A veteran of British TV and film, Scottish actress Amy Manson took a brave new step, so to speak, into American television this season when she was cast in the recurring role of Merida in the hit ABC adventure fantasy series Once Upon a Time. Currently enjoying a mid-season break after appearing in six episodes last fall, Manson, 30, recently talked with entertainment journalist Tim Lammers for D23.com. She discussed the origins of Merida—who, of course, debuted in the 2012 Disney/Pixar Best Animated Feature Oscar® winner, Brave—her work on Once Upon a Time, and when she’ll appear on the show next after Season 5 resumes March 6.
Tim Lammers: During the mid-season break, have you had time to step back and let everything sink in about just how amazing this opportunity has been?
Amy Manson: Maybe when I went home for Christmas to Scotland. It’s one thing to be in your homeland as opposed to trying to re-create a place as your homeland, when you only have yourself, your thoughts, and your memories when you’re filming. Having time with my family in Scotland, and especially with my father—given the events of Merida’s storyline in the show—made me feel grateful. Being home really gave me my first chance to think of everything.
TL: This almost goes without saying, but you must be a big fan of the Disney/Pixar version of Merida in Brave.
AM: I really am! She’s really everything, right up to that Afro and wild, unruly curls. Had that film come out when I was a young girl, it would have had a huge effect on me. She only becomes brave, as the title says, over the fear of losing something in her life and that’s her mother. Merida pulls out all the stops and lets go of her ego, and becomes a determined young lady, and wants to put everything right between her mother and her. I love Pixar in general, anyway, and I love the tender moments when Merida is trying to teach her mom how to catch fish in the river scene.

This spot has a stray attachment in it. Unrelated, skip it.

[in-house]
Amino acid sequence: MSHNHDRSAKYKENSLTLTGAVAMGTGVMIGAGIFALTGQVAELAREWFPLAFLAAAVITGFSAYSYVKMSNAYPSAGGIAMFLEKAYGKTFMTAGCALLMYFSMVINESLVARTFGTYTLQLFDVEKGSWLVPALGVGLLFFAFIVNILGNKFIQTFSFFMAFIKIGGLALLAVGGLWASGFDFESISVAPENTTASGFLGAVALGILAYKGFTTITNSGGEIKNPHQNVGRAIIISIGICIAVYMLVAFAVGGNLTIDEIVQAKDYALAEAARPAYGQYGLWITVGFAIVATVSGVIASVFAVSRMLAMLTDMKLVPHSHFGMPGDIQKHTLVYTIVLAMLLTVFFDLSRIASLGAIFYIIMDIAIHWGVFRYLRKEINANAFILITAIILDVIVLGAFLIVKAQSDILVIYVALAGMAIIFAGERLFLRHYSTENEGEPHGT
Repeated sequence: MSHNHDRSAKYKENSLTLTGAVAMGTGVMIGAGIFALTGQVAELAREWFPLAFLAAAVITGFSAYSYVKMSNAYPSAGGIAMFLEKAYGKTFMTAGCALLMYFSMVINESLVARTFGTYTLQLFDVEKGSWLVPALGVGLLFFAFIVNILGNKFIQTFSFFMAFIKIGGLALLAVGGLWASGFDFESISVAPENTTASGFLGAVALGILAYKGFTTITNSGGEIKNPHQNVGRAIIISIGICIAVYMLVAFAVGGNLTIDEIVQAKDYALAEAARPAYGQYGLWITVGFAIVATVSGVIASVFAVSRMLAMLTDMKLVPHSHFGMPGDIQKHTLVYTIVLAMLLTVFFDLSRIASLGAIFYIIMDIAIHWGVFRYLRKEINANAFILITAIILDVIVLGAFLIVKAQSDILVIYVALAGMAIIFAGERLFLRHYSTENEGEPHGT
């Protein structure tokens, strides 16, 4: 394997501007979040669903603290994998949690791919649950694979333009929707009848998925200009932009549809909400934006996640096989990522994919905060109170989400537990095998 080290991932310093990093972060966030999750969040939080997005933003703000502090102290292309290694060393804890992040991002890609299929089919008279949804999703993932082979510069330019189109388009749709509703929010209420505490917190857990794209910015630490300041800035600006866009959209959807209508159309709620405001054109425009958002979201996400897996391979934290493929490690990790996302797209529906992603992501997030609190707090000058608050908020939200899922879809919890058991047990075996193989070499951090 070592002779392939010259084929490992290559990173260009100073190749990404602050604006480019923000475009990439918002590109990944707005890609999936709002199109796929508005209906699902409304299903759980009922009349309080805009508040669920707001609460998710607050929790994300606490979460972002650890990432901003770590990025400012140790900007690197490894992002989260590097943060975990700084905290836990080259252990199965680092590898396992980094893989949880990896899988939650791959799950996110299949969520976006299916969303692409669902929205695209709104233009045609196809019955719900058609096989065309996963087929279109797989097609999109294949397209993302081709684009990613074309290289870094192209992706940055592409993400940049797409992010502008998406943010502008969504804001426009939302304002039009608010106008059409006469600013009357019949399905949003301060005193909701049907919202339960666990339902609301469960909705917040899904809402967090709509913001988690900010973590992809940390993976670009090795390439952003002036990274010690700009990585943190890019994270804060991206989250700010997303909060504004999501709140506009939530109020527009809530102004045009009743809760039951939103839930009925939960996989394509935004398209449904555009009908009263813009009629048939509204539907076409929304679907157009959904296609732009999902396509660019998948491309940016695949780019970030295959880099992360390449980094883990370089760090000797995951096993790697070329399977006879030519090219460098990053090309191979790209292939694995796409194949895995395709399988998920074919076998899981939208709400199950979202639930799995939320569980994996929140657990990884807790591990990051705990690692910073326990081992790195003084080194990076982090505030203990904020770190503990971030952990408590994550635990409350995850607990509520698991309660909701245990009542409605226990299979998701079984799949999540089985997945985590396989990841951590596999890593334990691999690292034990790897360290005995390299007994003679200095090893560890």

TL: Merida’s appearance in Once Upon a Time is groundbreaking, of course, because she’s not only the first Pixar character to be named a Disney Princess, but the first Pixar character to be realized in live- action form. That must be incredibly satisfying and humbling to have the opportunity to play her.
AM: Yes it is. Merida’s just put a big spin on the whole archetypal Disney Princess. I think it’s because she just takes matters into her own hands. It’s not that she doesn’t listen, it’s just because she’s quite capable and she fights for what she believes in, mentally and physically, because that’s who she is and grown up seeing. She’s grown up with her father, who made her who she is, which is a capable young lady. Her upbringing is what makes her unique. She wears her heart on her sleeve, because she’s from Scotland, where you do it yourself and don’t need help from anyone else. There’s a mantra we have of ‘being borne of the rugged land’ and you just have to get on with things. I guess her character sticks out, too, in Once Upon a Time because it’s not a fantasy land and it’s not modern day. It’s just a whole, other unique land.
TL: Growing up in Scotland, were the Disney Princesses accessible to you as they are to viewers in the U.S.?
AM: Disney movies certainly were, but I watched things like Bambi. I learned princess and fantasy types of stories from where I grew up. I’m from Aberdeenshire, which is also known as Scotland’s castle country. I spent a lot of holidays with my family touring the castles, stately homes, ruins, and landscapes. Aberdeen has more castles per acre than anywhere else in the UK, so I used my time to explore them since they were on my doorstep and so accessible. You could get lost in the storytelling and ghost stories and go to nightly events at castles and festivals during the day. That’s where I was able to let my mind loose and dream of other worlds and places.